Chop. Roast. Burn. Boil. Ferment. We transform the animal and vegetable world into innumerable forms. Life does this to us too as if we were food: It hacks, blends, sears, and bakes us, turning us from the raw material of childhood into the innumerable forms of humanity. Life chews us up and makes a meal of us. In the end we are all transformed.
Cooking is controlled transformation, a grammar of modification. Even in my tiny kitchen at home, it’s one place where I can use destruction and pressure towards controlled, positive ends. The education of a chef is an education in timing and controlling transformation. Turn the heat up too high on a custard and it will break. Crowd the onions too much and they won’t caramelize. Let the dough rise too long and the yeast will die. I could go on, but the point here is that cooking is about changing position and shape and temperature with good timing to create something that tastes good and has meaning, whether that meaning is to nourish, to feed a family, or to soothe heartache.
The things I’m most passionate about are centered about this idea of transformation. The word. The ingredient. The color. The code. I’m envious of those with singular passions, but if I had the financial means to be a studio artist all day, every day, I would still seek more than one mode of expressing my desire to transform the world around me. This used to disturb me and I thought it was a character defect and a handicap in my life as an artist. But I’m coming to think of it as a unique benefit. My center is located not in my materials but in the moment of transformation where “meaninglessness” changes to “meaning.” My mutability affords me a great deal of creative flexibility.
Why food, though? Why the chef’s knife and the cast iron? First of all, I love to eat, so there’s that. But cooking at home is also a low-stakes creative endeavor. Learning to bake bread is a good example. I keep trying and failing and succeeding and failing again. Flour and salt are cheap. It’s ok if I have to throw it out. It’s ok for me to fail and fail again. I’m learning all the million little ways that flour, salt, and water can become something new through nothing more than yeast and heat of the oven. When it works, I’m able to feed family and friends at my table. That’s meaningful. But unlike the rest of my life, there isn’t much to lose in the failure of bread.
Once, when I was still a studio artist, I had an entire mounted deer head that rested against the eastern wall of the studio. My then-husband had shot this deer on a hunting trip in Minnesota with his father the year before. We had spent the winter and following spring eating the venison he had managed to ship back to Alaska from Minnesota. One of my dogs was extremely disturbed by the mounted deer head and whined incessantly and refused to step foot in the living room until I had taken it down. One evening I was sketching the deer mount and had a wonderful moment of clarity where I realized that the life inside this deer had been transformed and transferred to me. The deer and I, for a moment, were in communion. The deer had become part of me and I had become him. The subsequent failure of communion between my ex-husband and myself was a great loss, but that moment was a win. Those are high stakes: life and death and love and loss. I used cooking as a metaphor even then, to understand my own inner world:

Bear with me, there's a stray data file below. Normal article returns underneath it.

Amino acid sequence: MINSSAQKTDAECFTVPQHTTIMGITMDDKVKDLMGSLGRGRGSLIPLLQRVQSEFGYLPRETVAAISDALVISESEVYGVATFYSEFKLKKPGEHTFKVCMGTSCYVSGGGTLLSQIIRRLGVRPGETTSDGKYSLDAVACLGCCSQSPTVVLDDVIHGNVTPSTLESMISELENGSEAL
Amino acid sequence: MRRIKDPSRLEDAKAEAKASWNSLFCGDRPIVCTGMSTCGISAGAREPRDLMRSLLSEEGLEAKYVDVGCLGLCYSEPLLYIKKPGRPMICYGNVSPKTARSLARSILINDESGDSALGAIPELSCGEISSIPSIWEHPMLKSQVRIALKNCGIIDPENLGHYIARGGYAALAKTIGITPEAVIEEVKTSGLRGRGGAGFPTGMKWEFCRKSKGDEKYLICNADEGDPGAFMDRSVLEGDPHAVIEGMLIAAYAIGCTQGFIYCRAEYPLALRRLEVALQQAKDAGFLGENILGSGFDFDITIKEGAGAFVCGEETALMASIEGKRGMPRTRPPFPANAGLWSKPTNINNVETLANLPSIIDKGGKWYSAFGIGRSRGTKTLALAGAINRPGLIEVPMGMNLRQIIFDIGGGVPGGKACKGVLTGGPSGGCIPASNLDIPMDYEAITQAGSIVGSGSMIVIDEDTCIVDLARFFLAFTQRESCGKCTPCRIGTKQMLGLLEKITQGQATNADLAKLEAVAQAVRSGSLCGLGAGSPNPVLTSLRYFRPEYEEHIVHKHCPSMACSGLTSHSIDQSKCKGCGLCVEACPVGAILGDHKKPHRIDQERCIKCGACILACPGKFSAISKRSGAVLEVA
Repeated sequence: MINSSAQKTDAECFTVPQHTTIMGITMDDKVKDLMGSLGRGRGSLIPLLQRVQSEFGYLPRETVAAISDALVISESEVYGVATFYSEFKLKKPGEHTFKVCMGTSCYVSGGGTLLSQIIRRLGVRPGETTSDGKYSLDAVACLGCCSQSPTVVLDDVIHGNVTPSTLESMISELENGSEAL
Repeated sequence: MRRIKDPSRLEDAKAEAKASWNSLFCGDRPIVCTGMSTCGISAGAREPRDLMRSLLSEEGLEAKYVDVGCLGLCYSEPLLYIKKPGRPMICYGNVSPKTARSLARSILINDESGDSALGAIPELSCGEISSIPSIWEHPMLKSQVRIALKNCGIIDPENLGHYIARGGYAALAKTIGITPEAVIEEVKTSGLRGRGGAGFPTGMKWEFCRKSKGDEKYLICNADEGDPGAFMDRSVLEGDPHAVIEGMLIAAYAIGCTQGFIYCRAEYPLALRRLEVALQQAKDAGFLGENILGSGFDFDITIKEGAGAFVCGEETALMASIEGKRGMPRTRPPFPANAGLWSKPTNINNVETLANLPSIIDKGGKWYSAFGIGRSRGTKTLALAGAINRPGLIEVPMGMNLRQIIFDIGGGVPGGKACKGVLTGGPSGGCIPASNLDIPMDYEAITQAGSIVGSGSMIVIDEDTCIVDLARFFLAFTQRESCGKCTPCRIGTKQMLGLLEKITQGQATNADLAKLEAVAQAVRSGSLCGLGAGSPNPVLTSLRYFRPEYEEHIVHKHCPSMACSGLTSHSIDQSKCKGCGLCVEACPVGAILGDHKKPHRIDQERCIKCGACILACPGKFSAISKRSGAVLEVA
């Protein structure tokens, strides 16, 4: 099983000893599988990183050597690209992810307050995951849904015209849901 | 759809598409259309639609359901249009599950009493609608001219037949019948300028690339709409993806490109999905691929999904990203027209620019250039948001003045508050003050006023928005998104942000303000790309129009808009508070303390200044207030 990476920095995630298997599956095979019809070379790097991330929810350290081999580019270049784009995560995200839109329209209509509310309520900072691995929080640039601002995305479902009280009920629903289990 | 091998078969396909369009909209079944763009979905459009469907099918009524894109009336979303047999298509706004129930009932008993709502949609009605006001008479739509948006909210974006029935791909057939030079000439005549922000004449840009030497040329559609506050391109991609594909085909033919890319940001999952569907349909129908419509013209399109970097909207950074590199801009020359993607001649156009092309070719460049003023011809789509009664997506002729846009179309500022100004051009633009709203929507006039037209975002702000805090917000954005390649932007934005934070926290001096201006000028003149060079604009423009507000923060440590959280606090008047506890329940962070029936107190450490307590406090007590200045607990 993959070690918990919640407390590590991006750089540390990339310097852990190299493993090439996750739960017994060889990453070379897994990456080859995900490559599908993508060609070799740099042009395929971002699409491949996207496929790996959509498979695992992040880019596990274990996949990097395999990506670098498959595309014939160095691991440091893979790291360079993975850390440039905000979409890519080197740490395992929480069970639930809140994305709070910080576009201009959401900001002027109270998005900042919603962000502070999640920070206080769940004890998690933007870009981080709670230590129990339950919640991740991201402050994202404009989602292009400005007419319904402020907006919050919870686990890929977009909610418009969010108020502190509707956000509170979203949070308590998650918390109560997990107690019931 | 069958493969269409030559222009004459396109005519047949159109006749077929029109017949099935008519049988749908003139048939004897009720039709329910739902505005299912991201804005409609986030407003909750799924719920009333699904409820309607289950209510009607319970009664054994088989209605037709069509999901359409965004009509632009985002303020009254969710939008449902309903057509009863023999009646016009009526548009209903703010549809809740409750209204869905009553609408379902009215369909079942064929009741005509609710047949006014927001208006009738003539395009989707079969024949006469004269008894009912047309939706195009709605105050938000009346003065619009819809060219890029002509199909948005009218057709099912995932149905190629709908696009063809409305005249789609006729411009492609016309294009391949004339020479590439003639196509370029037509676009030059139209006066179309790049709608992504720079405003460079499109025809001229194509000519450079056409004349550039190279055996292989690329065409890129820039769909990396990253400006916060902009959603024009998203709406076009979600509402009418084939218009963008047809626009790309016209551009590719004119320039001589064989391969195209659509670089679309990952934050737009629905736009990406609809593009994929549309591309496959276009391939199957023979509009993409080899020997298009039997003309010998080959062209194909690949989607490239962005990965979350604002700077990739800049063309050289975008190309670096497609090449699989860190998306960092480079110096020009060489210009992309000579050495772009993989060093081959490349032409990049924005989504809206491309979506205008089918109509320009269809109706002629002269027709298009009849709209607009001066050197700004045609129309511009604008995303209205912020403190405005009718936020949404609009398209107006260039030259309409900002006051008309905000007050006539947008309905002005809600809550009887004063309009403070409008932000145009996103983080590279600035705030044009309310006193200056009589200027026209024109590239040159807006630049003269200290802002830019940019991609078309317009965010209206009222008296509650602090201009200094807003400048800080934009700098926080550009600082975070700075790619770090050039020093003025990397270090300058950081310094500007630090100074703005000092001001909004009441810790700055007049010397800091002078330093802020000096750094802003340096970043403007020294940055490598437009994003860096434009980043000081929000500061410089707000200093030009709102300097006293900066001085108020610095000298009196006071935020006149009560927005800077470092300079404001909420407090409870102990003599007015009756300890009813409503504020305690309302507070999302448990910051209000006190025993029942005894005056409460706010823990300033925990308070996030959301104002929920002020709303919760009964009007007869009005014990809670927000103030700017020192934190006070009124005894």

The Baker: A Recipe for Disaster
The ovens have grown hot and the baker has mistaken Liquid Smoke
for pure vanilla.
The aroma of burnt things rises to explain:
what catastrophic loss.
Dark liquid pools,
runs rivulets into crevices, smoked esters in every crevasse.
Red faced in chef’s whites, the recipe: (1) tip bowl
(2) drain excess (3) expel hope
Although regret is poverty’s meal, continue mixing and desiring
until foolish longing for sweet remains.
There is a good deal of joy to be had in the ridiculous failure in a gummy loaf of sourdough compared to those things.
Our capacity and willingness to change in the face of pressure and destruction is as important as an ingredient’s capacity to be transformed in the presence of heat. Brillat-Savarin put it like this: “Liquids which you expose to the action of fire cannot all absorb an equal quantity of heat; nature has made them receptive to it in varying degrees. It is a system whose secret rests with her.” The beauty of the human condition (as opposed to the natural elements) is that we have a choice in how we respond when life turns up the heat, carrots don’t.
I try to pay attention to my own raw material as it responds to what life puts in front of me. I know that lately I’ve been getting pressure from all sides of my life and the temperature keeps going up and there never seems to be enough time and space to decompress. I don’t want to explode. Things have exploded before. It’s messy and painful and more difficult to clean up than stewed tomatoes or home-brew in a carboy. And so I write and I cook and I remember.
I remember that not all transformations end in disaster.
If you’re writing about food, try thinking of ways that the theme of transformation plays a role in both cooking, eating, and personally. The transformation of solids, gasses, and liquids is crucial to cooking. Food is transformed once it is consumed. What happens in that transformation? How has the introduction of new foods transformed entire cultures?